Isabel Flores, a 15-year-old ninth grader, told Detroit television station WJBK that she and other students heard gunshots and saw another student bleeding from the face. They then ran from the area through the rear of the school, she said.

A concerned parent, Robin Redding, said her son, 12th-grader Treshan Bryant, stayed home Tuesday after hearing threats of a possible shooting.

“This couldn’t be just random,” she said.

Bryant said he had heard vague threats “for a long time now” about plans for a shooting.

At a vigil Tuesday night at LakePoint Community Church, Leeann Dersa choked back tears as she hugged friends and neighbors. Dersa has lived nearly all of her 73 years in Oxford. Her grandchildren attended the high school.

“Scared us all something terrible. It’s awful,” Dersa said of the shooting.

Pastor Jesse Holt said news of the shooting flooded in to him and his wife, including texts from some of the 20 to 25 students who are among the 400-member congregation.

“Some were very scared, hiding under their desks and texting us, ‘We’re safe, we’re OK. We heard gunshots, but we’re OK.’ They were trying to calm us, at least that’s how it felt,” he said.

___

Associated Press journalists Ryan Kryska, Mike Householder and David Aguilar in Oxford Township, Michigan; Kathleen Foody in Chicago; and Josh Boak in Rosemount, Minnesota, contributed to this report. AP researcher Rhonda Shafner in New York also contributed.

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Jets head coach Robert Saleh calls Brian Kelly ‘a phenomenal man’ after snow shoveling story resurfaces

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Jets head coach Robert Saleh calls Brian Kelly ‘a phenomenal man’ after snow shoveling story resurfaces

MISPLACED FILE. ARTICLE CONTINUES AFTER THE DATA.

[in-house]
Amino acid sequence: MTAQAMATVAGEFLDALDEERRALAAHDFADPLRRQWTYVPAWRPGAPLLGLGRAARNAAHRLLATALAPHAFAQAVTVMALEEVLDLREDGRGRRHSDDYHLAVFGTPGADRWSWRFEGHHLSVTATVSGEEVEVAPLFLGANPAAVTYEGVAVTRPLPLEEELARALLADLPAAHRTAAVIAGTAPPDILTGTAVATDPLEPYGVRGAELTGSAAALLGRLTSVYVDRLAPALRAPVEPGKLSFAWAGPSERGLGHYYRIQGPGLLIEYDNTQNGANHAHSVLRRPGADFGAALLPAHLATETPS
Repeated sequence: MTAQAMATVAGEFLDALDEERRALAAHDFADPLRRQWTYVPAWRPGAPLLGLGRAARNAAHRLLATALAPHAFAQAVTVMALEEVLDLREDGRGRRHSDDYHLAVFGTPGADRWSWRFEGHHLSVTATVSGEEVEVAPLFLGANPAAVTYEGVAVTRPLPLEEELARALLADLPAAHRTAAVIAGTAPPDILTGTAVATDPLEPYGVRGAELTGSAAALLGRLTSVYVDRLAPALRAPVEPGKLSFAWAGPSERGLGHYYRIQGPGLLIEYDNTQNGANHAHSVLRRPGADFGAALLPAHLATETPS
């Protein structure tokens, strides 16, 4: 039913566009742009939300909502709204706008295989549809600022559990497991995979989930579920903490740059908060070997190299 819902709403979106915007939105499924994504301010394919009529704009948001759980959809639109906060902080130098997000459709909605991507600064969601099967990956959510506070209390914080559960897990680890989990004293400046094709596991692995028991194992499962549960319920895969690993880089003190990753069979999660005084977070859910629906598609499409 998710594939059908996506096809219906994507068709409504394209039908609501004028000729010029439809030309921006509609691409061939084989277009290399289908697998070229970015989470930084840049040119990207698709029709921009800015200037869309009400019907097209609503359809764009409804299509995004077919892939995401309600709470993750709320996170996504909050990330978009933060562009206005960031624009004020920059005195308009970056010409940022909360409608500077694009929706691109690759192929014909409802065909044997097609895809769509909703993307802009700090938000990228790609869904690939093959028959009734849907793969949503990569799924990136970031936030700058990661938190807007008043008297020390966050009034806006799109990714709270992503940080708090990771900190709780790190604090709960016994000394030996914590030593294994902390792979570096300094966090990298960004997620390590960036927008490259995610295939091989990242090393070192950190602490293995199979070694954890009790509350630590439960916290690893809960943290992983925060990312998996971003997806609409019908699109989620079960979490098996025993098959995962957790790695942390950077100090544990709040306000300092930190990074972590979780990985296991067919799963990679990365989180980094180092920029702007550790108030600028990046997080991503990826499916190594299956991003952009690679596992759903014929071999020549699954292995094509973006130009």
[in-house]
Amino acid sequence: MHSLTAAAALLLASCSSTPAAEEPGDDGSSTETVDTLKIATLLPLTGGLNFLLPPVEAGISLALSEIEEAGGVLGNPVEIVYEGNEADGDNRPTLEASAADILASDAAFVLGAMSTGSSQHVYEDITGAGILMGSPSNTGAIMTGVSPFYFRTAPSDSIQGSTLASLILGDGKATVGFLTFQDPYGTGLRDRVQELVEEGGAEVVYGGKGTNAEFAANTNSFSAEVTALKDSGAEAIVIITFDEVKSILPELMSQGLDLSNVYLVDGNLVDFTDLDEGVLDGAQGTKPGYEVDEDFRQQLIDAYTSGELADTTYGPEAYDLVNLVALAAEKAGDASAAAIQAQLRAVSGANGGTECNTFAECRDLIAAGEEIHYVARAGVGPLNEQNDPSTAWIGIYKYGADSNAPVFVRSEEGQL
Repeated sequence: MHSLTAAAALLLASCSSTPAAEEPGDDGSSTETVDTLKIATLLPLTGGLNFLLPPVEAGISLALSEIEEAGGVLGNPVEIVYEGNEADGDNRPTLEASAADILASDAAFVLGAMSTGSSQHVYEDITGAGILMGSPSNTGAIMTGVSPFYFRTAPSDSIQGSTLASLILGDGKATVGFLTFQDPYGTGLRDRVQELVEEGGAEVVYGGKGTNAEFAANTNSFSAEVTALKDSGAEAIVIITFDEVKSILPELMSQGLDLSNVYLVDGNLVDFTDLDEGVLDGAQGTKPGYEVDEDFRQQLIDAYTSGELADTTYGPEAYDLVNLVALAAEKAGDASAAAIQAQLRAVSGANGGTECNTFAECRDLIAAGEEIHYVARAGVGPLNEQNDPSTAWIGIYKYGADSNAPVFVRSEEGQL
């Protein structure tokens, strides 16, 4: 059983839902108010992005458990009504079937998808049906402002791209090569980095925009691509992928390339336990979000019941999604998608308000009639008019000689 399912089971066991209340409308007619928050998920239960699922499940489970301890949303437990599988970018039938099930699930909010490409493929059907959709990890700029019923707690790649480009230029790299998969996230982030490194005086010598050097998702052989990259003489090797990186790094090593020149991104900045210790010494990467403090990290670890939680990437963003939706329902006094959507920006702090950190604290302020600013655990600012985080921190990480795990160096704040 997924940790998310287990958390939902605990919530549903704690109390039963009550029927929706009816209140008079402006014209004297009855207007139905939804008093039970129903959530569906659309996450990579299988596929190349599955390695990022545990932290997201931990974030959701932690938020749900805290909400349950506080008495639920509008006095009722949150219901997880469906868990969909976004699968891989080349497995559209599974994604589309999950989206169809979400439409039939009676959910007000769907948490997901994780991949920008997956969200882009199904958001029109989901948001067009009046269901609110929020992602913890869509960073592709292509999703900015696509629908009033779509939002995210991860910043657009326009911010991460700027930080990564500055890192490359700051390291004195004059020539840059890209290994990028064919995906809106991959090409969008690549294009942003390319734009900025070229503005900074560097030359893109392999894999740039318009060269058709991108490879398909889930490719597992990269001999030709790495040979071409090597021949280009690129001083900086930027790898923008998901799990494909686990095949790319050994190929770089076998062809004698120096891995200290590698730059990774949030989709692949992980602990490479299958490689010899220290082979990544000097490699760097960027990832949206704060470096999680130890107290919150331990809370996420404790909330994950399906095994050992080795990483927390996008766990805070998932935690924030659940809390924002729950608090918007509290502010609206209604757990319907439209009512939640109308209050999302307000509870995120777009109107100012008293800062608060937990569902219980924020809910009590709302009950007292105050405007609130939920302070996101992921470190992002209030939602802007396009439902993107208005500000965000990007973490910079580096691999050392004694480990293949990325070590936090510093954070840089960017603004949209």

Robert Saleh tried to dig out of a snow-shoveling hole he dug himself with his old boss.

The Jets head coach used part of his Wednesday press conference to say that his unflattering story-telling about working for Brian Kelly at the beginning of his career was taken out of context.

“I feel terrible,” Saleh said.

ESPN’s Rob Demovsky wrote a feature on Green Bay Packers head coach Matt LaFleur in 2019, brother of Jets offensive coordinator Mike LaFleur, on how LaFleur rose up from the ranks from lowly college assistant to the NFL.

The article included an anecdote from Saleh — Matt LaFleur and the Jets boss were graduate assistants at Central Michigan under Kelly from 2004-2005 — about the two attending a party at Kelly’s home during the winter break. But they weren’t on the guest list, they were there to work.

“We shoveled the snow and parked all the cars,” Saleh said in the ESPN article. “Then, at the end of the night, we had to go get the cars again.”

That night caused some self-reflection for the two and Saleh told Matt later that night, “that when we’re in that position, we’re never going to treat people the way we got treated,” according to the story.

When former Notre Dame head coach Kelly became LSU’s head coach on Monday, the quote popped back up and Kelly’s character took some heat.

Saleh believes the quote was taken out of context and said the story was meant to be funny and explain the trials that came with being a graduate assistant.

“Part of that article was to tell a funny story of Matt and I as GAs. Part of being a GA … every single coach in this profession, there’s a rite of passage whether you’re a GA or a QC [Quality Control]. And that was a funny story.”

There is a contradiction from Saleh because in the article he mentioned he wouldn’t treat anybody that way. So how was that taken out of context?

Saleh didn’t answer, other than to talk about what a great guy Kelly is.

“Not an indictment on how Brian treated us. Brian is a phenomenal man. He really is and that was just one of those deals. That was supposed to be a funny story that people took in a negative light,” Saleh said. “Shame on me. I should have worded that better but there’s a reason why Matt went back and worked for him. There’s a reason why I tried to go back and work for him. He’s a really good manager and treats people the right way.”

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Avalanche was 7-1 in Nathan MacKinnon’s absence. “Excited to try and help keep this thing rolling,” he said pregame from Toronto.

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Avalanche was 7-1 in Nathan MacKinnon’s absence. “Excited to try and help keep this thing rolling,” he said pregame from Toronto.

TORONTO — After the morning skate at Scotiabank Arena on Wednesday, Avalanche coach Jared Bednar confirmed top-line center Nathan MacKinnon will return to the lineup against the Toronto Maple Leafs tonight to begin a five-game trip.